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Dielectrics for Embedding Active and Passive Components
Dielectrics for Embedding Active and Passive Components
This paper presents a composite type material that can be used as dielectric for the embedding of actives and passives.
Materials Tech

Materials Tech programs cover topics including:
Adhesives, Chemicals, Cleaning Solutions, Coatings, Components, Design, Embedded Technology, Fasteners, Finishes, Flex Circuits, Flip Chip, Fluxes, PC Fab, Solders, Solder Masks, Solder Paste and more.
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Authored By:
J. Kress, R. Park, A. Bruderer, and N. Galster
Atotech Deutschland GmbH
Basle, Switzerland

SH Cho
Dongyang Mirae University
Seoul, Korea

Summary
Embedding of actives and passives is a quickly growing field which is being investigated by many companies and institutes. Reasons for this increasing interest are to reduce the complexity of the packages, achievement of higher degree of miniaturization, shorter electrical connections, and a reduction of layer count.

Among other technical challenges, warpage is a major concern. The inherent different thermomechanical properties of the different materials involved cause internal stresses. Those stresses show up as warpage which makes handling during production more difficult, reduces the overall yield, and imparts reliability.

Presented in this paper is a composite type material which can be used as dielectric for the embedding of actives and passives. It combines the advantages of the mechanical stability of prepregs and the good encapsulation properties and ease of handling of resin coated copper foils (RCC). Also described is a concept for simulating the warpage of packages using such composite build-up materials taking into account different resin properties.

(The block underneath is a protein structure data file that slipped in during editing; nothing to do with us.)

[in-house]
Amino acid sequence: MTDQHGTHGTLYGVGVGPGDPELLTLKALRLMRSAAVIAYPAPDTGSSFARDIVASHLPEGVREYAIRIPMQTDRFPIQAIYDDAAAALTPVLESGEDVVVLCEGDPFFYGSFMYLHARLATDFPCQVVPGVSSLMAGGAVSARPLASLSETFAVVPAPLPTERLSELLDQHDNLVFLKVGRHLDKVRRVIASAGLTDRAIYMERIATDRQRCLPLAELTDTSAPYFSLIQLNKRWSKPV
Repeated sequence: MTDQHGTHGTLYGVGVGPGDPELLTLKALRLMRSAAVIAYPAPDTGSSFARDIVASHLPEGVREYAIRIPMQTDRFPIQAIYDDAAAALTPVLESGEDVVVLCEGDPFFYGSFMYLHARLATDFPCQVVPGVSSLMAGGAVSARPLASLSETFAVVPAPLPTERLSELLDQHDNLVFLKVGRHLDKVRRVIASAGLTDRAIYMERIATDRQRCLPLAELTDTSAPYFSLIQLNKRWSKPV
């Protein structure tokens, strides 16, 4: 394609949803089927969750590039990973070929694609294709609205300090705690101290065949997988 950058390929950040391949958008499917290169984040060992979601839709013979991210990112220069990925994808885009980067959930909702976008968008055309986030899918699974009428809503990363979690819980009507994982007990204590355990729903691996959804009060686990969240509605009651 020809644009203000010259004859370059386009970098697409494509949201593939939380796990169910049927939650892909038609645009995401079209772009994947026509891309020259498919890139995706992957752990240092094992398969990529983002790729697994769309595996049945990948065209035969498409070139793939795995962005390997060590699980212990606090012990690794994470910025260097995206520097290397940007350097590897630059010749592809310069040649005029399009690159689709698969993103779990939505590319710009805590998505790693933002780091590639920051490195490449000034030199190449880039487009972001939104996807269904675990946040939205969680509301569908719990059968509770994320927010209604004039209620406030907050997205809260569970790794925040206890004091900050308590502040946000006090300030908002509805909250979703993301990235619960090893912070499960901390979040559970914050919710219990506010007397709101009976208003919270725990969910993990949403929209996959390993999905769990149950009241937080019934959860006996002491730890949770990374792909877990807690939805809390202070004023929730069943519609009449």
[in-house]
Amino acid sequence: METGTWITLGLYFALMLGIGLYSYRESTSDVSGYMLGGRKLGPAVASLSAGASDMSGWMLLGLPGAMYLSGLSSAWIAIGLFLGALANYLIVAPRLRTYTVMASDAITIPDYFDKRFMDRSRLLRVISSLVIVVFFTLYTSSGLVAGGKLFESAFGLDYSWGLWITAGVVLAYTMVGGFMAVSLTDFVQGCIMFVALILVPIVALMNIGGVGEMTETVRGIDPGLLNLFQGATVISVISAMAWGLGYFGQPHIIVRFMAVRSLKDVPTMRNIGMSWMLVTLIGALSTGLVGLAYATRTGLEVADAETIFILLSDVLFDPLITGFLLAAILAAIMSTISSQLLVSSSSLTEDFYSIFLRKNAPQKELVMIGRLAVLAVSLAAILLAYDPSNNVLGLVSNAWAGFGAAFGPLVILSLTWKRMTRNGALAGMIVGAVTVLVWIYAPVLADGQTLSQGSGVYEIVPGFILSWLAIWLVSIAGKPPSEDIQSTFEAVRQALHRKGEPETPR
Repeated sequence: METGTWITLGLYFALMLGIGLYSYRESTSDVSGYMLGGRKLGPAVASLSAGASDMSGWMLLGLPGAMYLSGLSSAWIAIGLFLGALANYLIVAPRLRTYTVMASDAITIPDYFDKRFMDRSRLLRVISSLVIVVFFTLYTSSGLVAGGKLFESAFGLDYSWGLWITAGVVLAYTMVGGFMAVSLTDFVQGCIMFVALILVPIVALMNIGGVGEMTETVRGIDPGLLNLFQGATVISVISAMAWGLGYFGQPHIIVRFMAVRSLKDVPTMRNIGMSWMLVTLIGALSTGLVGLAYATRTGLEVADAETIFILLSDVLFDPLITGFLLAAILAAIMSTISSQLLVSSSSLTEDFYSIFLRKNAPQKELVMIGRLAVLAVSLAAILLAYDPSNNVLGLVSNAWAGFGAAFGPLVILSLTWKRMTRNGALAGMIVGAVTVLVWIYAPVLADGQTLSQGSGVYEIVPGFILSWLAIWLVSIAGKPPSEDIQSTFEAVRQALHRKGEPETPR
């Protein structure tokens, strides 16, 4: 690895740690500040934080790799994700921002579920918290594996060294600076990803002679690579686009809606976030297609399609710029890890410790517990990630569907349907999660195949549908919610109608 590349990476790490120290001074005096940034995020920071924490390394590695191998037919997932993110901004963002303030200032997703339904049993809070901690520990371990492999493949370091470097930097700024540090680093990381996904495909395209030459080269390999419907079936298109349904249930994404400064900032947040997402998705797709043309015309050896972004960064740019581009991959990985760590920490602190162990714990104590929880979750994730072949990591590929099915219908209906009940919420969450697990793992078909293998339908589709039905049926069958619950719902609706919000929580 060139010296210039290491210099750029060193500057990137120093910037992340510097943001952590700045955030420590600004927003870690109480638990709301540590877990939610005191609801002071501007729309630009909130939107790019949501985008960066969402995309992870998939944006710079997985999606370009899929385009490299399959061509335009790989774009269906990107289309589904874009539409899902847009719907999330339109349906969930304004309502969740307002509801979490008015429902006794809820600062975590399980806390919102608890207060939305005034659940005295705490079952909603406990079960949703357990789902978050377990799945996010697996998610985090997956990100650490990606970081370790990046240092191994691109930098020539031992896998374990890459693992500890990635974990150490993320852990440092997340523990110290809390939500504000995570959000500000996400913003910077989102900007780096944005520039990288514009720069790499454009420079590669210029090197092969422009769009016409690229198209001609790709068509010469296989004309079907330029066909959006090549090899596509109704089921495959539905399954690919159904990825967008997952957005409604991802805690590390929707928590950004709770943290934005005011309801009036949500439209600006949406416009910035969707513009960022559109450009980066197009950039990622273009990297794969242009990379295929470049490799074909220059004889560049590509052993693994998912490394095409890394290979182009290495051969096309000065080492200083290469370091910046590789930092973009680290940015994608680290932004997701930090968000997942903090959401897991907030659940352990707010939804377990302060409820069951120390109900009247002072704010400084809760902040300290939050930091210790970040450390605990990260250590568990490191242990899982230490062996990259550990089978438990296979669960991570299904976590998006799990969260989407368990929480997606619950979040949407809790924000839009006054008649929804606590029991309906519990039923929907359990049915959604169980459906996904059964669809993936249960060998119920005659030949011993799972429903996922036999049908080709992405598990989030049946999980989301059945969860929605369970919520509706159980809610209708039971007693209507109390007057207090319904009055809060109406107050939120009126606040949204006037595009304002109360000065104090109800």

Conclusions
New material types can help to overcome some of the challenges of embedding technologies. We presented a type of composite resin material consisting of two distinct dielectric layers which are attached to a carrier foil. In a solvent free manufacturing, ultrathin glass fabrics can be easily employed and relatively thick resin layers for embedding can be created. Such a material combines the advantages of a prepreg (mechanical stability) with the advantages of an RCC (encapsulation properties). The thickness distribution above the dies is excellent which is important for reliable laser drilling processes.

A study was initiated in which the warpage is to be predicted for a defined chip layout and a defined set of material properties. The results of this investigation might allow to minimize warpage for a given layout by adjusting the material properties of the individual layers of the composite.

Initially Published in the SMTA Proceedings

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